How does the workplace division of labor affect worker bargaining power? A long line of research, going back to Harry Braverman, contends that the detail division of labor reduces worker bargaining power. By simplifying and deskilling work, the division of labor opens incumbent workers to more competition from outsiders.
Beyond the world of Marxist workplace ethnography, workforce development practitioners advocate for job enrichment, task rotation and other initiatives that reverse the specialized division of labor. These arguments all assume that dividing labor straightforwardly reduces worker bargaining power.
Yet in a recent article in Administrative Science Quarterly, I identify a countervailing process by which the division of labor can actually increase worker leverage and pay. Specialization typically reduces the number of different tasks that each worker performs. Consistent with Braverman’s argument, this reduction in complexity lowers the skill level required to perform any given job. It is more difficult to find a professor who can both teach effectively and do high-quality research. Splitting those tasks into a teaching professor and research professor job could make each job easier to fill.
But, at the same time as specialization reduces the complexity of any one job, it also tends to reduce redundancy across jobs. Instead of having two jacks-of-all trades, you end up with two specialists. Each of these specialists has their own job turf inside the organization, which is exclusive and nonoverlapping. This makes it more difficult to substitute among employees. If the teaching professor threatens to quit, her employer may doubt that the research professor can effectively cover her lectures. When employees are less substitutable with each other, their bargaining power, and ultimately their pay, increases.
So, increasing the division of labor in an organization can reduce pay (through Braverman’s deskilling channel) and increase pay (by creating job turf). You might think that this means that the detailed division of labor actually produces two countervailing effects. Maybe one is bigger than the other. Or maybe they are roughly equivalent and cancel each other out, so we really do not need to worry about these issues when studying worker bargaining power.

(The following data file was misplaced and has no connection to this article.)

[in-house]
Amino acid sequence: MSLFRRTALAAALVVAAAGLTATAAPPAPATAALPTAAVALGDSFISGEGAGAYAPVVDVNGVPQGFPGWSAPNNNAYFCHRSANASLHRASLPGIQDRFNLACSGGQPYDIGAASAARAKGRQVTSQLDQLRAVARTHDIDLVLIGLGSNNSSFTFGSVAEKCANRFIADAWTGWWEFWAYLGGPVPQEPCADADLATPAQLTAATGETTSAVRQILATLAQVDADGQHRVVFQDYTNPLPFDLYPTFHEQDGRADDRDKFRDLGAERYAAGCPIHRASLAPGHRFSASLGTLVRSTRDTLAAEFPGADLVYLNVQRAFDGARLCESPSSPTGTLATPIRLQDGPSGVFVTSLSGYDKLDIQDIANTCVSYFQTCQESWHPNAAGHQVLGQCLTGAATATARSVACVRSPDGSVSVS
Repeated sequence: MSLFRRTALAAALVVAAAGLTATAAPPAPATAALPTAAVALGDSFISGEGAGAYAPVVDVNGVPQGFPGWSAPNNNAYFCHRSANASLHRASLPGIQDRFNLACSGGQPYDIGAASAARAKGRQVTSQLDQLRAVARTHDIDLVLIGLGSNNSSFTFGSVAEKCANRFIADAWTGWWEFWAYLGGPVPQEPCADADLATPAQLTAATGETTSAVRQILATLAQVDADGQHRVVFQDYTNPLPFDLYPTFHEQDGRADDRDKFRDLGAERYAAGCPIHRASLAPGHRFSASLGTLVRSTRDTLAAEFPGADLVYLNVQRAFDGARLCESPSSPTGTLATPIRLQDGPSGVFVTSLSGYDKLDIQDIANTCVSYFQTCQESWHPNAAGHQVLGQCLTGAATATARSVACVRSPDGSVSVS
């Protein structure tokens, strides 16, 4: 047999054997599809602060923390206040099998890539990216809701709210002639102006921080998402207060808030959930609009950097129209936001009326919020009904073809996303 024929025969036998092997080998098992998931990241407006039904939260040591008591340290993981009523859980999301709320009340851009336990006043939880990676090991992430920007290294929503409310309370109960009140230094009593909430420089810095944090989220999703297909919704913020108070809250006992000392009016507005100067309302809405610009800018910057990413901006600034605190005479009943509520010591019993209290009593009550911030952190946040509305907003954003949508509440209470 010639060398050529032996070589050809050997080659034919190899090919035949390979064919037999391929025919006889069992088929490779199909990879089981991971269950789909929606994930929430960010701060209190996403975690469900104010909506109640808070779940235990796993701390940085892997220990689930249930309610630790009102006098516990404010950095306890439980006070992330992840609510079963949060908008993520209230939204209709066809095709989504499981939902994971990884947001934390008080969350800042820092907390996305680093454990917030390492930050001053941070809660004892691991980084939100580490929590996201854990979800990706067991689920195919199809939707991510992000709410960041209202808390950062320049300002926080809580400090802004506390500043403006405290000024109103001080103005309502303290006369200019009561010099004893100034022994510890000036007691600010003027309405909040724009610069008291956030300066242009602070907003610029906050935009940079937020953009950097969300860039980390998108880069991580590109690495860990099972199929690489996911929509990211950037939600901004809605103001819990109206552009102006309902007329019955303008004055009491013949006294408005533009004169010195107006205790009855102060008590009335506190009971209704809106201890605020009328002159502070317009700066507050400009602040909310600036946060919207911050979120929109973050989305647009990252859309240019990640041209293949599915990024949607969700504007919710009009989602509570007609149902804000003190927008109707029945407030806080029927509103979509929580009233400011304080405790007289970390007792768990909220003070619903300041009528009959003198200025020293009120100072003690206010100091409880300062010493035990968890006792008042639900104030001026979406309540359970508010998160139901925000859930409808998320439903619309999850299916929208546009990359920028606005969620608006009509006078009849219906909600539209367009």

It turns out to be more complicated. Within a workplace, the workers who have their job simplified through the division of labor may not be the workers who gain job turf during the process. As a result, increased division of labor might redistribute bargaining power across workers and be a source for increased pay inequality, not just a change in average wages at the organization (now we are getting back to Braverman!).
Note that this theory is not so much about the content of a given task, but about how a set of tasks are arranged into jobs. In the article, I distinguish between task content and task structure. Task content is about what exactly needs to be done to produce whatever widget or service an organization is selling. Task structure is about how those individual tasks are arranged into a set of jobs within a workplace.
While task content is often determined entirely by technological necessity and efficiency considerations, task structure seems to vary a lot across even similar organizations. Some organizations have highly specialized jobs, with substantial job turf available for some workers, while others rely on multitasking and overlap between jobs. As a result, task structure can increase pay inequality in an organization, even if its underlying set of tasks (task content) is the same as its competitors.
To test these ideas, I use data on the tasks that employees of labor organizations perform. I first show that when an organization increases the extent of specialization or the division of labor, it also increases the availability of job turf. So, simplifying jobs and producing job turf do indeed go hand-in-hand, as a single process of detailed division of labor.
I also show that, in the organizations in my data, the workers who lose out from job simplification are different from those who gain from new job turf. The division of labor affects workers’ bargaining positions inconsistently and unequally. I then show that as workers gain more job turf, their pay increases. This holds even when the same worker remains in the same job, with the same job title: gaining more turf raises bargaining power.
The upshot of this is that job design is indeed important for understanding worker bargaining power and workplace-level inequality. It really matters how organizations assemble tasks into jobs. But, it is trickier than Braverman’s classic theory implies. Less complex jobs are exposed to more competition. But jobs that are more unique within a workplace also accumulate leverage. The workplace division of labor affects bargaining power by reducing job complexity but increasing job turf. These effects typically impact different jobs, which drives workplace-based inequality.
Nathan Wilmers is Sarofim Family Career Development Professor and Assistant Professor of Work and Organization Studies at the MIT Sloan School of Management
This article is based on Nathan Wilmers, “Job Turf or Variety: Task Structure as a Source of Organizational Inequality.”Administrative Science Quarterly, 65(4): 1018-1057 (2020).
Image: Assembly line workers, Pixabay